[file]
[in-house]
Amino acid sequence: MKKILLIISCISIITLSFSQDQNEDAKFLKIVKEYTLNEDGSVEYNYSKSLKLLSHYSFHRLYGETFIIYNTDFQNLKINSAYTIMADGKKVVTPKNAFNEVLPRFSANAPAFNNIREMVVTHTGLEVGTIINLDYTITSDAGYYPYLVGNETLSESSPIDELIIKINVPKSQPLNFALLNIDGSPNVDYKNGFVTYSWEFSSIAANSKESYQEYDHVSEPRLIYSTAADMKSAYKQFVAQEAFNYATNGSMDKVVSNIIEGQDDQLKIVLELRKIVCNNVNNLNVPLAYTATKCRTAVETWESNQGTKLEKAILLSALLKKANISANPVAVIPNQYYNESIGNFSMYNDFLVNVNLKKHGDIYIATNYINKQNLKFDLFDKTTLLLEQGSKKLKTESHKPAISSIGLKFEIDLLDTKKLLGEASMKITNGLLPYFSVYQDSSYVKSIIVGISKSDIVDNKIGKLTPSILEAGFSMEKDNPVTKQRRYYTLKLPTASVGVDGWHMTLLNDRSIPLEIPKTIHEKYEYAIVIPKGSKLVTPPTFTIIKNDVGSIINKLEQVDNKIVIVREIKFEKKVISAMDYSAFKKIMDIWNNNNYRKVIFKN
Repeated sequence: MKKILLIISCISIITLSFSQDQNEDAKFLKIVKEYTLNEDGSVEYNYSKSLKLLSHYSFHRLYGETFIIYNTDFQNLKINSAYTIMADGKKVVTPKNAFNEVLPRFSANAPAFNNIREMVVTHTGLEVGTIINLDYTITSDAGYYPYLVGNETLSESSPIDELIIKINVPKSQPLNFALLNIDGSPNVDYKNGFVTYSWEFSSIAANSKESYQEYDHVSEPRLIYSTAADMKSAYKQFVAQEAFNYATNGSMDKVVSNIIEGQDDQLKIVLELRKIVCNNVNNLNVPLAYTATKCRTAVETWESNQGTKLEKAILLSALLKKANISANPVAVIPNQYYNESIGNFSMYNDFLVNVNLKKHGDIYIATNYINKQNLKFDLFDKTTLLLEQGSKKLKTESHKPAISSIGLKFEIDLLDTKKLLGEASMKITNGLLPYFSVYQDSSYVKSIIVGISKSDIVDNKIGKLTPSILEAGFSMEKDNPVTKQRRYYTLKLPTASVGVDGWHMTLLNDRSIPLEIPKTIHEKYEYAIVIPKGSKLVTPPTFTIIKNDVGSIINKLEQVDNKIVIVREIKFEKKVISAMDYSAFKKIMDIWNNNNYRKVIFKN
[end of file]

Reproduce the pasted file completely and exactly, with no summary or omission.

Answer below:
[in-house]
Amino acid sequence: MKKILLIISCISIITLSFSQDQNEDAKFLKIVKEYTLNEDGSVEYNYSKSLKLLSHYSFHRLYGETFIIYNTDFQNLKINSAYTIMADGKKVVTPKNAFNEVLPRFSANAPAFNNIREMVVTHTGLEVGTIINLDYTITSDAGYYPYLVGNETLSESSPIDELIIKINVPKSQPLNFALLNIDGSPNVDYKNGFVTYSWEFSSIAANSKESYQEYDHVSEPRLIYSTAADMKSAYKQFVAQEAFNYATNGSMDKVVSNIIEGQDDQLKIVLELRKIVCNNVNNLNVPLAYTATKCRTAVETWESNQGTKLEKAILLSALLKKANISANPVAVIPNQYYNESIGNFSMYNDFLVNVNLKKHGDIYIATNYINKQNLKFDLFDKTTLLLEQGSKKLKTESHKPAISSIGLKFEIDLLDTKKLLGEASMKITNGLLPYFSVYQDSSYVKSIIVGISKSDIVDNKIGKLTPSILEAGFSMEKDNPVTKQRRYYTLKLPTASVGVDGWHMTLLNDRSIPLEIPKTIHEKYEYAIVIPKGSKLVTPPTFTIIKNDVGSIINKLEQVDNKIVIVREIKFEKKVISAMDYSAFKKIMDIWNNNNYRKVIFKN
Repeated sequence: MKKILLIISCISIITLSFSQDQNEDAKFLKIVKEYTLNEDGSVEYNYSKSLKLLSHYSFHRLYGETFIIYNTDFQNLKINSAYTIMADGKKVVTPKNAFNEVLPRFSANAPAFNNIREMVVTHTGLEVGTIINLDYTITSDAGYYPYLVGNETLSESSPIDELIIKINVPKSQPLNFALLNIDGSPNVDYKNGFVTYSWEFSSIAANSKESYQEYDHVSEPRLIYSTAADMKSAYKQFVAQEAFNYATNGSMDKVVSNIIEGQDDQLKIVLELRKIVCNNVNNLNVPLAYTATKCRTAVETWESNQGTKLEKAILLSALLKKANISANPVAVIPNQYYNESIGNFSMYNDFLVNVNLKKHGDIYIATNYINKQNLKFDLFDKTTLLLEQGSKKLKTESHKPAISSIGLKFEIDLLDTKKLLGEASMKITNGLLPYFSVYQDSSYVKSIIVGISKSDIVDNKIGKLTPSILEAGFSMEKDNPVTKQRRYYTLKLPTASVGVDGWHMTLLNDRSIPLEIPKTIHEKYEYAIVIPKGSKLVTPPTFTIIKNDVGSIINKLEQVDNKIVIVREIKFEKKVISAMDYSAFKKIMDIWNNNNYRKVIFKN